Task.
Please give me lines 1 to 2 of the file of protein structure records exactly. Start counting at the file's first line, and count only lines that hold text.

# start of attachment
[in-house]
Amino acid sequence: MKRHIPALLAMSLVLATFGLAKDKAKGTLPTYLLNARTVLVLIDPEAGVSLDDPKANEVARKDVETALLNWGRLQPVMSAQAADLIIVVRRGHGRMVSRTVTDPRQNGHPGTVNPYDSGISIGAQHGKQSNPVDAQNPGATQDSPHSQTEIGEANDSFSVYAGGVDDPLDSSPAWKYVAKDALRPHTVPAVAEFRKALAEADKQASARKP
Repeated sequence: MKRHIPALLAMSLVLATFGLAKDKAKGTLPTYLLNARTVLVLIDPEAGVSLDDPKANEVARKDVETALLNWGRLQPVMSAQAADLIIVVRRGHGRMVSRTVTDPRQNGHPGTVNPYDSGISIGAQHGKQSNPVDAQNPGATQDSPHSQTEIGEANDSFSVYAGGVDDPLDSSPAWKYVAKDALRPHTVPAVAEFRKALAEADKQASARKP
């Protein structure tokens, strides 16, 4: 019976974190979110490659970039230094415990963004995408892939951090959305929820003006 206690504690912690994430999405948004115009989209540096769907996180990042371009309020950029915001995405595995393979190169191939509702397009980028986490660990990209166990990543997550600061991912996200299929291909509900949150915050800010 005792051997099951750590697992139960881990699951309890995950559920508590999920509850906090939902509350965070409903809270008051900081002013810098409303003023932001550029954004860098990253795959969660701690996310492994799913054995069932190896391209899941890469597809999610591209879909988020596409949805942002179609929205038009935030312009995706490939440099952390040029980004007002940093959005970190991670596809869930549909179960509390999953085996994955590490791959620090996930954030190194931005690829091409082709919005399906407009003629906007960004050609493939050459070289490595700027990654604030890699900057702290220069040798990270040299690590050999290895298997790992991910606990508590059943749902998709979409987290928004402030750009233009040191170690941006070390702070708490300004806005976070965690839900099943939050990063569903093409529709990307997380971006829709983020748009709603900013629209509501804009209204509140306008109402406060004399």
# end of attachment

[in-house]
Amino acid sequence: MKRHIPALLAMSLVLATFGLAKDKAKGTLPTYLLNARTVLVLIDPEAGVSLDDPKANEVARKDVETALLNWGRLQPVMSAQAADLIIVVRRGHGRMVSRTVTDPRQNGHPGTVNPYDSGISIGAQHGKQSNPVDAQNPGATQDSPHSQTEIGEANDSFSVYAGGVDDPLDSSPAWKYVAKDALRPHTVPAVAEFRKALAEADKQASARKP